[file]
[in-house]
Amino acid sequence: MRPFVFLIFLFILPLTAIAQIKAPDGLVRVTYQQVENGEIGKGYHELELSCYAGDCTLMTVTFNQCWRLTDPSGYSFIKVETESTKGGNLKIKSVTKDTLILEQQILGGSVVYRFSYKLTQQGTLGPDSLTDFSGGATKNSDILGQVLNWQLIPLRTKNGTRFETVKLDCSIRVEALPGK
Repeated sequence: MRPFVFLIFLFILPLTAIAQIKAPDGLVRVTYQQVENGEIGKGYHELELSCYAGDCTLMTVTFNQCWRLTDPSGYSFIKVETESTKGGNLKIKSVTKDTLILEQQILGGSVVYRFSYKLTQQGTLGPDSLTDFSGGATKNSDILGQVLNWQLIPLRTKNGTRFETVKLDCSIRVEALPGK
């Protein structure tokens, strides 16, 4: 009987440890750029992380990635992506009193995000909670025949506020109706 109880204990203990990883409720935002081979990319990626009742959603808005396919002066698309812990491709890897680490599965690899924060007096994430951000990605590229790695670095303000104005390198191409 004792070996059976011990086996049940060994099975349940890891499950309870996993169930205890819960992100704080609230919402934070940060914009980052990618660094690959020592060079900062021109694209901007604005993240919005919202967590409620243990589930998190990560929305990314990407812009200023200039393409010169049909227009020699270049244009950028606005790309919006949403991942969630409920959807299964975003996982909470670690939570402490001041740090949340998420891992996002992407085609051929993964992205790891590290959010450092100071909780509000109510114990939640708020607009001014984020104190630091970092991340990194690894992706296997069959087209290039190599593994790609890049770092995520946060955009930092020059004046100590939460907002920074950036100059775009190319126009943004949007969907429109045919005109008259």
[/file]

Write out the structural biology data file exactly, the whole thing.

[in-house]
Amino acid sequence: MRPFVFLIFLFILPLTAIAQIKAPDGLVRVTYQQVENGEIGKGYHELELSCYAGDCTLMTVTFNQCWRLTDPSGYSFIKVETESTKGGNLKIKSVTKDTLILEQQILGGSVVYRFSYKLTQQGTLGPDSLTDFSGGATKNSDILGQVLNWQLIPLRTKNGTRFETVKLDCSIRVEALPGK
Repeated sequence: MRPFVFLIFLFILPLTAIAQIKAPDGLVRVTYQQVENGEIGKGYHELELSCYAGDCTLMTVTFNQCWRLTDPSGYSFIKVETESTKGGNLKIKSVTKDTLILEQQILGGSVVYRFSYKLTQQGTLGPDSLTDFSGGATKNSDILGQVLNWQLIPLRTKNGTRFETVKLDCSIRVEALPGK
């Protein structure tokens, strides 16, 4: 009987440890750029992380990635992506009193995000909670025949506020109706 109880204990203990990883409720935002081979990319990626009742959603808005396919002066698309812990491709890897680490599965690899924060007096994430951000990605590229790695670095303000104005390198191409 004792070996059976011990086996049940060994099975349940890891499950309870996993169930205890819960992100704080609230919402934070940060914009980052990618660094690959020592060079900062021109694209901007604005993240919005919202967590409620243990589930998190990560929305990314990407812009200023200039393409010169049909227009020699270049244009950028606005790309919006949403991942969630409920959807299964975003996982909470670690939570402490001041740090949340998420891992996002992407085609051929993964992205790891590290959010450092100071909780509000109510114990939640708020607009001014984020104190630091970092991340990194690894992706296997069959087209290039190599593994790609890049770092995520946060955009930092020059004046100590939460907002920074950036100059775009190319126009943004949007969907429109045919005109008259």